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Published on November 7th, 2016 | by Luke Turpeinen

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Building Your Own World – Language & Names (part 3)

Building Your Own Language-

Constructing a Word List

You are finally doing it- you’re building your own world. Whether it’s for an RPG campaign or a board game design, you want to build a setting that is coherent and caters to your specific aesthetic needs. Language, specifically the way you name people, places and things, is going to be a reader’s first introduction to your world and its denizens. Having an internally consistent naming language defines your canon in a simple and direct way.

If you have not read them before, I highly suggest looking at two previous articles also on the subject of language building (this introduction to IPA alphabets, and a step-by-step walkthrough of the first parts of constructing a language). These articles will get you ready to make words for your language by teaching you about sounds in language and how to write them at a fundamental level.

You need to know: 1) which sounds your language can make, 2) how those sounds are written out, 3) how those sounds can be arranged into syllables. I suggest at this point having at least one way to write your language that uses only one character to represent each sound, as it will make the next steps easier. After you have your phonology and orthography all figured out, you’re going to be ready to start playing with word generation.

transliteration

These charts represent the consonant and vowel choices I made for this constructed language during the last article. For our purposes right now we’ll be focusing on the “technical”/”in-world” set of characters to represent the phones we’ve chosen, for use with the word generator program.

untitled3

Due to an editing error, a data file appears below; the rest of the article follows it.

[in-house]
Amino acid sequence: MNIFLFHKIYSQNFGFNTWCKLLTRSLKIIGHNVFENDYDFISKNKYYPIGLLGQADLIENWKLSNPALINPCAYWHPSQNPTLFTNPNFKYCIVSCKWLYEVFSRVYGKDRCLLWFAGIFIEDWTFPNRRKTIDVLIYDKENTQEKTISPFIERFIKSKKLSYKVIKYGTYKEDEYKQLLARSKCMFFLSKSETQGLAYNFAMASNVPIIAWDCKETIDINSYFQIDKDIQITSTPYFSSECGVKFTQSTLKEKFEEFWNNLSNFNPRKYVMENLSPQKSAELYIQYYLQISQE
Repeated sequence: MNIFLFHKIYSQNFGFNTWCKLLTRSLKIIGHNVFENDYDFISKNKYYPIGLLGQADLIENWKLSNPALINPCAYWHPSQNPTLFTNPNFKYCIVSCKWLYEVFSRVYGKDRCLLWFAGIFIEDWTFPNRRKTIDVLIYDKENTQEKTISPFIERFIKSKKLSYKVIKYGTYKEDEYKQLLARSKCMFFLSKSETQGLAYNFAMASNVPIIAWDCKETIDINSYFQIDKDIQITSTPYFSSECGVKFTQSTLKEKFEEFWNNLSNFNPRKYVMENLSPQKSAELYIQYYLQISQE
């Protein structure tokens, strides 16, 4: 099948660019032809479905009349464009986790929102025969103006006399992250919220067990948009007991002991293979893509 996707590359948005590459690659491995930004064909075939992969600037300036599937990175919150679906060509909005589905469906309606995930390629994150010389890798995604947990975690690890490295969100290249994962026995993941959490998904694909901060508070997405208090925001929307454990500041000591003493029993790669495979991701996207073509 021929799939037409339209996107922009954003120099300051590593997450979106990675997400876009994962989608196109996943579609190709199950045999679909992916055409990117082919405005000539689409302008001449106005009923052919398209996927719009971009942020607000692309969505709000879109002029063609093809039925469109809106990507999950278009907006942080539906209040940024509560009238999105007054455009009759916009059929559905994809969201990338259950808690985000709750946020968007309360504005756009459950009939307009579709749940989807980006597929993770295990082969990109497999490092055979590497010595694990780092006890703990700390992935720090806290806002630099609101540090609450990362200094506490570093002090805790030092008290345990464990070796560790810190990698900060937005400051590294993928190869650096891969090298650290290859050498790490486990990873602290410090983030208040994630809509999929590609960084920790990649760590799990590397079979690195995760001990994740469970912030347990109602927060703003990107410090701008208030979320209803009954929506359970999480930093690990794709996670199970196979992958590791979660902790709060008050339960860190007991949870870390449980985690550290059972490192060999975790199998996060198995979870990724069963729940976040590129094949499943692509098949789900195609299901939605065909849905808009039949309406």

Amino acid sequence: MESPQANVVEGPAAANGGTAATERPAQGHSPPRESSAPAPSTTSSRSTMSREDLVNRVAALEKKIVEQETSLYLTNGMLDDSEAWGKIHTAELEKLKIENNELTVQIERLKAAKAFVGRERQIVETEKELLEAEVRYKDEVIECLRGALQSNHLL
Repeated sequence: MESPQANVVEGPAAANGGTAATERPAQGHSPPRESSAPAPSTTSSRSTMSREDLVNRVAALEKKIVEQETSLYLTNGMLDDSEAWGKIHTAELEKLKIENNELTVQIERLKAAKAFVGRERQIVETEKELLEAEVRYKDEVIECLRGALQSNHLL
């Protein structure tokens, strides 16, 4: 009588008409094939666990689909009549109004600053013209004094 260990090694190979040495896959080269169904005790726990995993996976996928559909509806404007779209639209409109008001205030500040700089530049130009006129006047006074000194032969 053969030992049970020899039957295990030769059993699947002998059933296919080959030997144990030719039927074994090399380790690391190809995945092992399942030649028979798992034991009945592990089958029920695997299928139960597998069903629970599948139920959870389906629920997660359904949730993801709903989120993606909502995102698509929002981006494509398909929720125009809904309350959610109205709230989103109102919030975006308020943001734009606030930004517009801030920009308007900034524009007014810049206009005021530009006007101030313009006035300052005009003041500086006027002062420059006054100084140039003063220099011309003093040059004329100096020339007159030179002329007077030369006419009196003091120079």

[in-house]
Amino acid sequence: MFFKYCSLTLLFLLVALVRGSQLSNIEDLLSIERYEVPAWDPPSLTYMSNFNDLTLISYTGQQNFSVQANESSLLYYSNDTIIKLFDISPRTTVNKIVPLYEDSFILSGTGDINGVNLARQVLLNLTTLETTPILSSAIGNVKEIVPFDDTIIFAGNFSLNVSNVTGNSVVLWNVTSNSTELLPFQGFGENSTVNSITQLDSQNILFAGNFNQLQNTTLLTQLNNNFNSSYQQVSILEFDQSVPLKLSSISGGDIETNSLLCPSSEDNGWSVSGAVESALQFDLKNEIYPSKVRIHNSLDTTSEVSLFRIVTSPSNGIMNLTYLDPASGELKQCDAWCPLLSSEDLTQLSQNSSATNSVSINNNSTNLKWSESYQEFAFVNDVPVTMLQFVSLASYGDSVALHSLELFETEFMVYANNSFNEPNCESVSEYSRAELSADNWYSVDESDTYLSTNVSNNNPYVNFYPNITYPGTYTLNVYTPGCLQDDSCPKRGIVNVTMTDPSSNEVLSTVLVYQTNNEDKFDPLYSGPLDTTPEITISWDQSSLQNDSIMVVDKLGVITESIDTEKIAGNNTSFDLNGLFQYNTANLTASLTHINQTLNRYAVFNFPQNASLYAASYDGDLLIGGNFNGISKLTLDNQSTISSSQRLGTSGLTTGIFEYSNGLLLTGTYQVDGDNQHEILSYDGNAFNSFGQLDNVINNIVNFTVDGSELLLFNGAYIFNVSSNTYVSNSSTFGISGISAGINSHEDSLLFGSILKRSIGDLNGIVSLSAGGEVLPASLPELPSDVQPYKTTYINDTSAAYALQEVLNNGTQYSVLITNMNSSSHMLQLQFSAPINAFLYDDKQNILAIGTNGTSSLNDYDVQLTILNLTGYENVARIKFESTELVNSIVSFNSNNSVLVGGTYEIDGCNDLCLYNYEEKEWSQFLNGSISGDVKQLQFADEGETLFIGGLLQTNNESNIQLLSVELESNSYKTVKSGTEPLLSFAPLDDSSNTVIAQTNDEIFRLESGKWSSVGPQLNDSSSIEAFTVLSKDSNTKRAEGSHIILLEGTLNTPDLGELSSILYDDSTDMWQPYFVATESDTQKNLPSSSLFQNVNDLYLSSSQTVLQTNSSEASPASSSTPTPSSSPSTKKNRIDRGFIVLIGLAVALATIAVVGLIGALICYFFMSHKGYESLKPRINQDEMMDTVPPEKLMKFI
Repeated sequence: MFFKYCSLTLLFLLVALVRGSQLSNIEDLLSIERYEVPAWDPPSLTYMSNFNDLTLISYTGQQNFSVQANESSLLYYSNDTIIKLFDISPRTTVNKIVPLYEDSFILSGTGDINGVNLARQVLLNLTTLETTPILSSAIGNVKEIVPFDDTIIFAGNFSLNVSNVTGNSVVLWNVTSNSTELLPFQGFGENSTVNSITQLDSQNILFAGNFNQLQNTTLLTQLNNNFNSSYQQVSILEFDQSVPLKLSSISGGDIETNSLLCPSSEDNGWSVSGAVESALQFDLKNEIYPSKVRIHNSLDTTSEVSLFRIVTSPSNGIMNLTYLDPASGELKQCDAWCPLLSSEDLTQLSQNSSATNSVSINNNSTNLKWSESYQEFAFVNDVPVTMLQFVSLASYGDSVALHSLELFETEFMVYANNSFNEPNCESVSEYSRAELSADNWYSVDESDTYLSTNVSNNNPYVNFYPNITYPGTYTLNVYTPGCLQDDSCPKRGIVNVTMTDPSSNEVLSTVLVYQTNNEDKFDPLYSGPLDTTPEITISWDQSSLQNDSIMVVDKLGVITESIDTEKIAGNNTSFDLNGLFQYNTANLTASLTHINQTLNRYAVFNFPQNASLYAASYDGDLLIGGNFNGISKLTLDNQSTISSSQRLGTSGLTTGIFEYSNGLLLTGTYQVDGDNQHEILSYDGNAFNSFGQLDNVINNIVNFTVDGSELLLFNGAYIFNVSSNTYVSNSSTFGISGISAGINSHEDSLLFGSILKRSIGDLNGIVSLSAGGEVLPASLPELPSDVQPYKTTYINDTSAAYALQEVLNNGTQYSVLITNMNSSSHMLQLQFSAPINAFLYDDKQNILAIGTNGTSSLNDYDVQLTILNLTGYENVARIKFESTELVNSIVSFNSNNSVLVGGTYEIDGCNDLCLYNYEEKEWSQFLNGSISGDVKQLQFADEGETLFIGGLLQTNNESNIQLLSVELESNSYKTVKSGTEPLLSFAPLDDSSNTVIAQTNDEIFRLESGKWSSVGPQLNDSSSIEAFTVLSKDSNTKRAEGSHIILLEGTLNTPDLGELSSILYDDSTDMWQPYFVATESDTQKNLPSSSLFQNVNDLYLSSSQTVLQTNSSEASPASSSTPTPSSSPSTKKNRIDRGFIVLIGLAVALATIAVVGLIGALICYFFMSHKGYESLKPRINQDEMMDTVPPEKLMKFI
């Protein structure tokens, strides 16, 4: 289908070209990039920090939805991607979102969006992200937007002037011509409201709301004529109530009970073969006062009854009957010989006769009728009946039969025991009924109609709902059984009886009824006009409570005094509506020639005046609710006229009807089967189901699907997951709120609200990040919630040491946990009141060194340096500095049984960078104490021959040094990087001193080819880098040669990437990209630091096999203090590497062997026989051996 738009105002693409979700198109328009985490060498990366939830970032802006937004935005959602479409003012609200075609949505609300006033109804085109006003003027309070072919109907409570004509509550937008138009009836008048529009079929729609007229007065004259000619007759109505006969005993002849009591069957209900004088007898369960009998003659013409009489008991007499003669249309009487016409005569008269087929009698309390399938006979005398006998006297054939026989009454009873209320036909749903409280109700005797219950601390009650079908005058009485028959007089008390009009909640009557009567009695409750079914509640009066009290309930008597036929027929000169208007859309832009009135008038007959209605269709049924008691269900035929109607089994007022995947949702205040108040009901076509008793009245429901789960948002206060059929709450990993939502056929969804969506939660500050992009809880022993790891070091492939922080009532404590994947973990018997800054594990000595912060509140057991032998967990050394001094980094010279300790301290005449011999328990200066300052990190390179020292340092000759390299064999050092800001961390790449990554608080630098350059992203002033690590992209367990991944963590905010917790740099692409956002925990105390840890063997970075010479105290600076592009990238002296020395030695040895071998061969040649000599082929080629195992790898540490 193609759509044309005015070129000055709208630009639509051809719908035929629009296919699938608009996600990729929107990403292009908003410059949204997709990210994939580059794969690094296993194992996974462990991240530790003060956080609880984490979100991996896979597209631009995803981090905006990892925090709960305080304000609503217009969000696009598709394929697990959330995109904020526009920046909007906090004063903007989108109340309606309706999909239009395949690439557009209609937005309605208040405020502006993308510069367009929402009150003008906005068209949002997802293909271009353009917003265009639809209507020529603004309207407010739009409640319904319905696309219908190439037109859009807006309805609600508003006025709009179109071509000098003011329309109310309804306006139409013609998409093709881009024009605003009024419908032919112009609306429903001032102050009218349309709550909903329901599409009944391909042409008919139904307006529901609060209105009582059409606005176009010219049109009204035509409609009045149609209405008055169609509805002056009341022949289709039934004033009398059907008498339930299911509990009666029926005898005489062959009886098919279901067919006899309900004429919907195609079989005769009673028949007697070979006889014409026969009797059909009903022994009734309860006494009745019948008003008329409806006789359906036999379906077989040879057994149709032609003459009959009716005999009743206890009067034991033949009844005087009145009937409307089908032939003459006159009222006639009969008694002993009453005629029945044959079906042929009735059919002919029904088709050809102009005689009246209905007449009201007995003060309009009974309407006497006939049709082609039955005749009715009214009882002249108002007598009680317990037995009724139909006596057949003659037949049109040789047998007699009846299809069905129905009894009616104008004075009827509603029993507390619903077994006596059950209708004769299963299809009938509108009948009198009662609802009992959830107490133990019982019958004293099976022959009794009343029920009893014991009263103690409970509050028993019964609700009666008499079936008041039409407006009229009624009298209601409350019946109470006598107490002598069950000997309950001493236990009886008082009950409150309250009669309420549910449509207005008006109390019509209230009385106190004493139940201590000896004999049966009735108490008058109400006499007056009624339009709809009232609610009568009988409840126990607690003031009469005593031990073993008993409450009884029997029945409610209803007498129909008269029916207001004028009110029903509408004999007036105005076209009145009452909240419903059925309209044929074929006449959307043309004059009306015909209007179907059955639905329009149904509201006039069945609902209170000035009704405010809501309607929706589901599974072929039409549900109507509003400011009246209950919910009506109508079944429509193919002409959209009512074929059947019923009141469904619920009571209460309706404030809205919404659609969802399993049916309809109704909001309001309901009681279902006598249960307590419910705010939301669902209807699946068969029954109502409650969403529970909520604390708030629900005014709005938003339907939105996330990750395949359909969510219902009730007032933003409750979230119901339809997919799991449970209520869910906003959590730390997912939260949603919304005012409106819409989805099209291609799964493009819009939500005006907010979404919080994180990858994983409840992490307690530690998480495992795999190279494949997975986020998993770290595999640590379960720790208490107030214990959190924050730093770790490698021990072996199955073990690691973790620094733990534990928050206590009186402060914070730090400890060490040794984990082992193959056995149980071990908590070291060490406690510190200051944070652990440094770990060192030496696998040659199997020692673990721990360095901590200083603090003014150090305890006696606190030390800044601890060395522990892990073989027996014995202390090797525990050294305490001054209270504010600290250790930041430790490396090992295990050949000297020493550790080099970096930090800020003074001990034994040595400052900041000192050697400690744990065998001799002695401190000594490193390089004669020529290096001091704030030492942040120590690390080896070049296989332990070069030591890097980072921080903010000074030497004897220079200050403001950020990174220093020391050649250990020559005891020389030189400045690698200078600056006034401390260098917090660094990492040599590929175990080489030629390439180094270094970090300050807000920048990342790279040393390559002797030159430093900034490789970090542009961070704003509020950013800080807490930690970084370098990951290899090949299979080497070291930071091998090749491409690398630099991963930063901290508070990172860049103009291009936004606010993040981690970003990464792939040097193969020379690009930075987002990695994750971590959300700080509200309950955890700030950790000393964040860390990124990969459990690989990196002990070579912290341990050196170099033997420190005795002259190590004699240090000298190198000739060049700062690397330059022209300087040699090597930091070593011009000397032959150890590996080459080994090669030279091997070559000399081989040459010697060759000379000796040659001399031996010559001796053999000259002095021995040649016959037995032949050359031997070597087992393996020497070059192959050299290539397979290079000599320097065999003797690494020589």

Word Mining

I like to think of this next stage as “word mining”, the phase where we get the raw materials we’ll need in order to shape actual words for use later on. We’re not worried about perfect results right now, just about getting the right “feel” in the word construction. We’ll finalize the concepts we shape now in the “word smithing” in a future article.

First off, go ahead and open up The Zompist Word Generator. While you’re there, check out his guides and tutorials (buy a book, I don’t know the author at all, but it’s useful stuff and I support that). He’s an actual linguist, not an amateur, and if you have more difficult questions he’ll be a much more knowledgeable resource than I. That said, you might need some help figuring out this program.

When you first pull it up, you should see something like this:

zompist 01

The first two boxes I want to call out for you to notice are the “Categories” box and the “Syllable Types” box. These two are very closely related and we’ll be altering them the most at first. Categories lets you define variables, while Syllable Types allows you to arrange those variables into patterns that your language will use.

Categories

Last week during the example we came up with (C(w))V(n, ng, m, s) as our first pass at a syllable structure. To get this idea ready for the Zompist, we need to further define these variables. First off, we need four of them. C for “primary consonant” seems fine, as does V for “root vowel”, we can use W for the optional “w” and N for the “nasal endings”.

Now we need to define exactly which phenomes the consonants represent, and plug that into the form. You can list letters under more than one variable, if you want to be able to make syllables like “nan”. I put all of my consonants into C, and all of my nasals (plus “s”) into N, but then remembered I wanted the “ng” sound only at the end of consonants and the “ny” sound only at the beginning, so I adjusted the list.

Note! It is important to understand that Zompist lets you control how common your phenomes are. The more to the left the character appears in the Categories box, the more frequently it’ll appear in your word lists. You can control the disparity between the left-most and right-most letters by adjusting the “Dropoff” rate- which also allows you to make them equally likely to occur, essentially shutting off the feature.

Syllable Types